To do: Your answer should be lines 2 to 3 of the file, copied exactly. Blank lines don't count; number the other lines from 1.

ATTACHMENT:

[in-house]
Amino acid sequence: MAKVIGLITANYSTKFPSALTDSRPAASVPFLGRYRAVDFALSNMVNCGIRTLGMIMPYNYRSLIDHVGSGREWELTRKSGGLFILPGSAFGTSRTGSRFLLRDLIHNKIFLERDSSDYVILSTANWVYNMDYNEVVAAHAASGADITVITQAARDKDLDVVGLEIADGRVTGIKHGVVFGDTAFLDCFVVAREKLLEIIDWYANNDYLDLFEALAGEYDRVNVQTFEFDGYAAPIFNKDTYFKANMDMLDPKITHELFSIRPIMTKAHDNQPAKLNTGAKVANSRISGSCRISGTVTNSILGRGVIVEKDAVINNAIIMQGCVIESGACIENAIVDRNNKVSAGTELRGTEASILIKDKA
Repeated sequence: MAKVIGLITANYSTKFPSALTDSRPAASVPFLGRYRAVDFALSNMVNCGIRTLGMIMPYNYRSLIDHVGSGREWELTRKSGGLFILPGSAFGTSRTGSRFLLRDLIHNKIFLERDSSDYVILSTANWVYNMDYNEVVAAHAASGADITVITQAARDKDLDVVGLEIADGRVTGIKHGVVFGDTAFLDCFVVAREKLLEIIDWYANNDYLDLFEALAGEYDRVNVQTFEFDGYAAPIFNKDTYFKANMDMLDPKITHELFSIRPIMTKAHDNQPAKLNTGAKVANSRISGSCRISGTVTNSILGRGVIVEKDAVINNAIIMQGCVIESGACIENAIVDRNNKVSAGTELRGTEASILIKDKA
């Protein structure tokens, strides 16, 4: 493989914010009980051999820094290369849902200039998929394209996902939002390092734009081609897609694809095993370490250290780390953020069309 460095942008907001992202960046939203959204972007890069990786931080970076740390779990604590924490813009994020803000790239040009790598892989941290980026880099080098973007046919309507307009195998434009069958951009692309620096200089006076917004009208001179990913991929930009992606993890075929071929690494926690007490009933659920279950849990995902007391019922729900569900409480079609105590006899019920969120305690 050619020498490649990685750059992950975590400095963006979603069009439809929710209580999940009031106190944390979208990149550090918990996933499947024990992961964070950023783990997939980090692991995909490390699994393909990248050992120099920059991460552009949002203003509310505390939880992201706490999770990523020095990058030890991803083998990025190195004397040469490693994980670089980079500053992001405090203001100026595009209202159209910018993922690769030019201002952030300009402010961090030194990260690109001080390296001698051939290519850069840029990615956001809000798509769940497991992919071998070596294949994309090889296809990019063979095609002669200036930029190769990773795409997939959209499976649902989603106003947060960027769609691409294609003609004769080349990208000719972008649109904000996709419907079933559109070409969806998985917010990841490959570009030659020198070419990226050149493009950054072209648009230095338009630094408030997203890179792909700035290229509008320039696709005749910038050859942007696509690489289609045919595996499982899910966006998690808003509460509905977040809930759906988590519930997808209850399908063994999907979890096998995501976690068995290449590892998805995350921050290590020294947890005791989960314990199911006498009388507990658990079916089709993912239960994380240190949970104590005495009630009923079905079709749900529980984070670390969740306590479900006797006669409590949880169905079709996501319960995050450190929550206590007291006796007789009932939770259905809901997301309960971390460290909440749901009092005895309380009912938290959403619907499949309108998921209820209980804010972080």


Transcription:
Amino acid sequence: MAKVIGLITANYSTKFPSALTDSRPAASVPFLGRYRAVDFALSNMVNCGIRTLGMIMPYNYRSLIDHVGSGREWELTRKSGGLFILPGSAFGTSRTGSRFLLRDLIHNKIFLERDSSDYVILSTANWVYNMDYNEVVAAHAASGADITVITQAARDKDLDVVGLEIADGRVTGIKHGVVFGDTAFLDCFVVAREKLLEIIDWYANNDYLDLFEALAGEYDRVNVQTFEFDGYAAPIFNKDTYFKANMDMLDPKITHELFSIRPIMTKAHDNQPAKLNTGAKVANSRISGSCRISGTVTNSILGRGVIVEKDAVINNAIIMQGCVIESGACIENAIVDRNNKVSAGTELRGTEASILIKDKA
Repeated sequence: MAKVIGLITANYSTKFPSALTDSRPAASVPFLGRYRAVDFALSNMVNCGIRTLGMIMPYNYRSLIDHVGSGREWELTRKSGGLFILPGSAFGTSRTGSRFLLRDLIHNKIFLERDSSDYVILSTANWVYNMDYNEVVAAHAASGADITVITQAARDKDLDVVGLEIADGRVTGIKHGVVFGDTAFLDCFVVAREKLLEIIDWYANNDYLDLFEALAGEYDRVNVQTFEFDGYAAPIFNKDTYFKANMDMLDPKITHELFSIRPIMTKAHDNQPAKLNTGAKVANSRISGSCRISGTVTNSILGRGVIVEKDAVINNAIIMQGCVIESGACIENAIVDRNNKVSAGTELRGTEASILIKDKA